Abstract: An outbreak of rapidly progressive renal failure was observed in Belgium in 1992-1993 and was related to a slimming regimen involving chinese herbs, namely Stephania tetrandra and Magnolia officinalis. Seventy one cases were registered on january 1994, 35 of whom being on renal replacement therapy. Renal failure has been progressing in most of the cases despite the withdrawal of the exposure to the chinese herbs. Renal biopsies showed an extensive interstitial fibrosis with loss of tubes, predominantly in the outer cortex. Chemical analyses of the chinese herbs powdered extracts delivered in Belgium demonstrated a misidentification between Stephania tetrandra and another chinese herb, Aristolochia Fang-chi, potentially nephrotoxic. These observations indicate the need of intensive search of nephrotoxins in cases of interstitial nephritis of unknown origin. Also, they underline the necessity of the introduction of measures allowing the control of correct identification of herbs preparations.

Vanherweghem LJ.  Misuse of herbal remedies: the case of an outbreak of terminal renal failure in Belgium.J Altern Complement Med 1998 Spring;4(1):9-13
Abstract:  At least 100 cases of extensive interstitial fibrosis of the kidneys were observed in Belgium in women who had followed a weight-loss regimen that included the use of Chinese herbs. The possible relation between the renal disease and these Chinese herbs was investigated. It was shown that the prescribed Chinese herb called Stephania tetrandra was, in fact, inadvertently replaced by another Chinese herb, namely Aristolochia fangchi in the powdered extracts delivered in Belgium and in France. The development of renal disease in about 100 patients exposed to the so-called Stephania tetrandra stresses the need for more stringent control of herbal medicine.


  • Comment in: J Altern Complement Med 1998 Spring;4(1):15-6
  • Comment in: J Altern Complement Med 1998 Summer;4(2):131-2

Violon C.  Belgian (Chinese herb) nephropathy: why?J Pharm Belg 1997 Jan-Feb;52(1):7-27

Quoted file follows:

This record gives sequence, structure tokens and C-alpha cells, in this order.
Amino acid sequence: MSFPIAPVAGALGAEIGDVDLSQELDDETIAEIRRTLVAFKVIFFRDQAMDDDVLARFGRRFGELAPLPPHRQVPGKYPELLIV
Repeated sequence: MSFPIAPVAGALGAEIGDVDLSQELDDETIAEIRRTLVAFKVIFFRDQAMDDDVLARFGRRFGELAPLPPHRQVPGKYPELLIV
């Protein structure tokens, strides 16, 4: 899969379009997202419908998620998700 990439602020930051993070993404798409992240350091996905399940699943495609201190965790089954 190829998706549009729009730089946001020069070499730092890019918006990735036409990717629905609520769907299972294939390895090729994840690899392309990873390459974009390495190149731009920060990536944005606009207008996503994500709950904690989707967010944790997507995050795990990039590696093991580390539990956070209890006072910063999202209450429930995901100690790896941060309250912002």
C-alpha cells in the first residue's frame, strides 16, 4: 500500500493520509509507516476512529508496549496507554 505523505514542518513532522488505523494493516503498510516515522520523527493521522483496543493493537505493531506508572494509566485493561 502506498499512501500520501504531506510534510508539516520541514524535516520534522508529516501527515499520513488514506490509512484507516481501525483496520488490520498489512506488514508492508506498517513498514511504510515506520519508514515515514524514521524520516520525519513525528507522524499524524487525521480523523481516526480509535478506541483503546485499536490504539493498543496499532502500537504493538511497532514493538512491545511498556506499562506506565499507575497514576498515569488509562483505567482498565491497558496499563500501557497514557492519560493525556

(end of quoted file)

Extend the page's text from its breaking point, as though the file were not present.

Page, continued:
Abstract:  During the last years several patients with renal failure were admitted in Brussels hospitals. The progressive interstitial fibrosis with tubular atrophy seen in these patients has been ascribed to the slimming therapy preceding the pathology. The nephropathy was remarkable with regard to its extensive fibrotic process and the rapidity of its evolution. The ingestion of Aristolochia fangchi instead of the prescribed Stephania tetrandra, one of the components of the slimming therapy, was put forward as hypothesis for the etiology of the nephropathies in the literature. Questions however remain unanswered: Why have certain persons, among thousands similarly treated including ingestion of Aristolochic acids, not withstood the treatment? Why is there no correlation between the length of treatment and the occurrence nor the degree of illness? Last but not least: Is it in the actual conditions possible to be confident again in slimming treatments as the concerned one? We made an overview of the pharmacological action and possible (nephro) toxicity of the known components of the concerned therapy. Concerning the Chinese plants we have described and commented on the procedures for quality control actually at disposal and the difficulties in differentiation between resembling species and possible substitute herbs. We have described largely the traditional and medicinal use of the involved Chinese plants as to evaluate their implication in the nephrotoxicity. The elements of the therapy possibly relevant in the etiology of the disease are mentioned. The overview shows that different elements of the therapy are hazardous. Attention is caught to the danger of the use of (Chinese) herbs of unknown origin when nor the indications nor the form of preparation--in this case decoctions--are respected and when the quality cannot be assured, due to lack of (official) operating procedures. Medicinal plants as those implied contain secondary metabolites (bis)-benzylisoquinoline-alkaloids, dihydroxy-diallyl-biphenyls, aristolochic acids) with strong pharmacological (and possibly toxic) actions. Attention is caught to the danger of alternative therapies as mesotherapy. Products are injected which are not proved safe for this administration way. The administration during long periods of cocktails with anorectics (fenfluramine and diethylpropion) in association with a diuretic, a tranquilizer, plants with laxative and atropinergic action are alike to be at the origin of susceptibility in the excretion system. Under these circumstances exposure to any toxic product might cause renal failure. Several years have passed after the scientific reports of the first nephropathy cases in Belgium. We are afraid that prohibiting (temporarily) three Chinese herbs (Stephania tetrandra, Aristolochia fangchi and Magnolia officinalis) does not provide enough safety in order to assume responsibilities for common health care. Keeping in mind that these treatments were not meant to cure any disease but only for slimming, we ask Belgian authorities to regulate strictly the use of (Chinese) herbal medicines, the products and practices in alternative practices as mesotherapy and cocktail-treatments.